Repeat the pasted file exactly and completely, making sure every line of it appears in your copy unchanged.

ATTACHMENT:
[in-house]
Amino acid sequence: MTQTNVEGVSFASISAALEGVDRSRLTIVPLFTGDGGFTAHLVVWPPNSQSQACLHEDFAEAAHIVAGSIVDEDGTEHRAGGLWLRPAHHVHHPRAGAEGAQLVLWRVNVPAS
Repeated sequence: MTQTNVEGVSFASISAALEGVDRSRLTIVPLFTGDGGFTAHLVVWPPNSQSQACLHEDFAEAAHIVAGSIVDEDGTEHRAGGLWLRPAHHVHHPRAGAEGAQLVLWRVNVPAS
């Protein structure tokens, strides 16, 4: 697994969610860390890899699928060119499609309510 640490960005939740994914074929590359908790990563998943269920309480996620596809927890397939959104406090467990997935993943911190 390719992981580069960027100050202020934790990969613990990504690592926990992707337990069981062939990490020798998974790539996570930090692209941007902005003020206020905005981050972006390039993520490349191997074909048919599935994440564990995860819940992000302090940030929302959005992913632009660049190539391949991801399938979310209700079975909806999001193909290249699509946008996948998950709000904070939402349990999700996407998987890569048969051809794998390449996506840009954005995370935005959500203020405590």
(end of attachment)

[in-house]
Amino acid sequence: MTQTNVEGVSFASISAALEGVDRSRLTIVPLFTGDGGFTAHLVVWPPNSQSQACLHEDFAEAAHIVAGSIVDEDGTEHRAGGLWLRPAHHVHHPRAGAEGAQLVLWRVNVPAS
Repeated sequence: MTQTNVEGVSFASISAALEGVDRSRLTIVPLFTGDGGFTAHLVVWPPNSQSQACLHEDFAEAAHIVAGSIVDEDGTEHRAGGLWLRPAHHVHHPRAGAEGAQLVLWRVNVPAS
């Protein structure tokens, strides 16, 4: 697994969610860390890899699928060119499609309510 640490960005939740994914074929590359908790990563998943269920309480996620596809927890397939959104406090467990997935993943911190 390719992981580069960027100050202020934790990969613990990504690592926990992707337990069981062939990490020798998974790539996570930090692209941007902005003020206020905005981050972006390039993520490349191997074909048919599935994440564990995860819940992000302090940030929302959005992913632009660049190539391949991801399938979310209700079975909806999001193909290249699509946008996948998950709000904070939402349990999700996407998987890569048969051809794998390449996506840009954005995370935005959500203020405590």